I would highly encourage anyone who is having health problems to start testing themselves for food sensitivities – it truly does make all the difference in the world. For me, I went from a roughly 6/10 daily pain level to a 1-2/10. That is pretty freaking awesome – especially since I don’t have to take any drugs or supplements to do it.  As a side bonus, my allergies dropped down to almost nothing – I don’t take allergy medications except for the occasional mold-mix on days when Austin is literally covered in mold.



MTHFR mutation, or How to Know if You’re a Mutant.

So, everyone kind of freaks out when I use a word like mutant because it sounds so sci-fi and X-men-ish but the MTHFR mutation doesn’t give us anything nearly so exotic as superpowers, more like just more of the usual problems. The thing is, we’re all mutants in one form or another. We all have a tremendous degree of genetic variability that gives us the amazing and awesome diversity of looks, personalities, traits and oddities that make us human. These mutations, or genetic variances, can make our enzyme processes work differently; meaning more slowly, more quickly or not at all. This is why some people are still doing great after five cocktails and others are bleary-eyed and drooling.

MTHFR gene mutations. Here portrayed, wildly inaccurately, as mutant carrots.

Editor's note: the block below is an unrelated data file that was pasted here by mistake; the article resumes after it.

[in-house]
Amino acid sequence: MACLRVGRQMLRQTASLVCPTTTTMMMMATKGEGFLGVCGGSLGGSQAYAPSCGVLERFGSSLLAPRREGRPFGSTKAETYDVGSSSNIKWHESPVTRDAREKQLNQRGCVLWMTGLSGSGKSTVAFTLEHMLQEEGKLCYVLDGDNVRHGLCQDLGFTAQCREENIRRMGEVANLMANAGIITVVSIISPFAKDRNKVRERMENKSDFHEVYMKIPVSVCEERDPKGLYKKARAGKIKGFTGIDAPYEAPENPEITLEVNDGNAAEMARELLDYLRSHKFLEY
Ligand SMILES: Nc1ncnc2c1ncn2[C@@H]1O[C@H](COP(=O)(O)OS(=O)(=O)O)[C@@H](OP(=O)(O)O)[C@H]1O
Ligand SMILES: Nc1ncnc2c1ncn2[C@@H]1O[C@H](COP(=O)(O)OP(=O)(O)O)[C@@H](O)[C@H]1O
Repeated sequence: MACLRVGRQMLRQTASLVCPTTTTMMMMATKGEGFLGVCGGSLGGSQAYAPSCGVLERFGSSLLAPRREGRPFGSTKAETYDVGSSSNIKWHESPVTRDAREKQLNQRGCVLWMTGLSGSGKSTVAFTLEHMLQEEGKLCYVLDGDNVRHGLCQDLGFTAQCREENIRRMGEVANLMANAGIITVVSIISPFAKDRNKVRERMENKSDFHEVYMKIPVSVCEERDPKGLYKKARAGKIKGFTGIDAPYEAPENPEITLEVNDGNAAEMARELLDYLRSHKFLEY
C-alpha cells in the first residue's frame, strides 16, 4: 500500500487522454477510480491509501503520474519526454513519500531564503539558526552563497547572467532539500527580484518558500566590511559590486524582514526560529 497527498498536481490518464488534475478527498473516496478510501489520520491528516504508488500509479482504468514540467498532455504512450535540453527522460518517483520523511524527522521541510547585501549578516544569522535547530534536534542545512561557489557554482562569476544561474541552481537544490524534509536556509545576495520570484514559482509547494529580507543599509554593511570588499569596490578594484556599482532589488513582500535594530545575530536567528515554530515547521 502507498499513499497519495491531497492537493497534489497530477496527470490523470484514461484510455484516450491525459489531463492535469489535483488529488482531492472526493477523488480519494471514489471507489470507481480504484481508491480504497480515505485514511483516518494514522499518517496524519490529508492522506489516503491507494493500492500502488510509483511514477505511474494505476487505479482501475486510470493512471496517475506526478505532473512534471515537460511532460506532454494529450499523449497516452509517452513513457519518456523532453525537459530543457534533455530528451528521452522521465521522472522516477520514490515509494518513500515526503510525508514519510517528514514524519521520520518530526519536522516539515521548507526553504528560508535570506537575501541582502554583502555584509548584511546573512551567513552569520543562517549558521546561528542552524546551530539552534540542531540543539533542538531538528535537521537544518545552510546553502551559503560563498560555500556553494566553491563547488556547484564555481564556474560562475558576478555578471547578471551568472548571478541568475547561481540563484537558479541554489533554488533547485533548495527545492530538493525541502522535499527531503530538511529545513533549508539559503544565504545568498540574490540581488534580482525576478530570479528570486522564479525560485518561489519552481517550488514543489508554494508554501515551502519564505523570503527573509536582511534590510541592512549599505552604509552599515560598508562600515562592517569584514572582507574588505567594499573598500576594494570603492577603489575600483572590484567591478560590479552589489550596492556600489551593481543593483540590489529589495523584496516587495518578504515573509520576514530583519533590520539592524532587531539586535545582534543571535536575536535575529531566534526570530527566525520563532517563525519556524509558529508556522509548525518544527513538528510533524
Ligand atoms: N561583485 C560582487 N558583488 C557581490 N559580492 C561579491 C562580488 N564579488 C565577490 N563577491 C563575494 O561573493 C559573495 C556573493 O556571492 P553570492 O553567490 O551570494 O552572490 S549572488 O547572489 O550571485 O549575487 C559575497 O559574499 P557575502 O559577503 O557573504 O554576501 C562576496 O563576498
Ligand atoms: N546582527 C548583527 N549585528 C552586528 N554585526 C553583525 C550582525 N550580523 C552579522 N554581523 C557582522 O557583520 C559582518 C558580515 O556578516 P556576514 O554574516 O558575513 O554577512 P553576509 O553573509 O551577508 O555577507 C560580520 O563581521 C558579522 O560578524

Behold the mutant carrots. Muah hah ha… Don’t worry, MTHFR mutations aren’t quite this funky.  Thanks to simply-sharon.com for the great photo.

For the most part, genetic variance creates relatively small changes because there are so many overlapping systems in the body. It’s all part of the great mystery – our bodies are designed with a plan A, plan B, plan C and probably the back-up super-secret plan X just to make sure everything goes right.  There are, of course, a few places where no matter how many overlapping systems we have, our bodies can’t compensate for how many little things have gone wrong.

One of the places this can happen is in the various genes for a process called “Methylation.”  Methylation, as you might have deduced, is the process where your body adds a -methyl group to some other molecule to help it become more active.  One of the most important places this happens is in the gene that methylates folate (the B vitamin) into it’s active form.  This group of genes are called “methylenetetrahydrofolate reductase,” or MTHFR for short. If you have too many genetic variances in these genes then you may not be able to activate your folic acid or other B vitamins.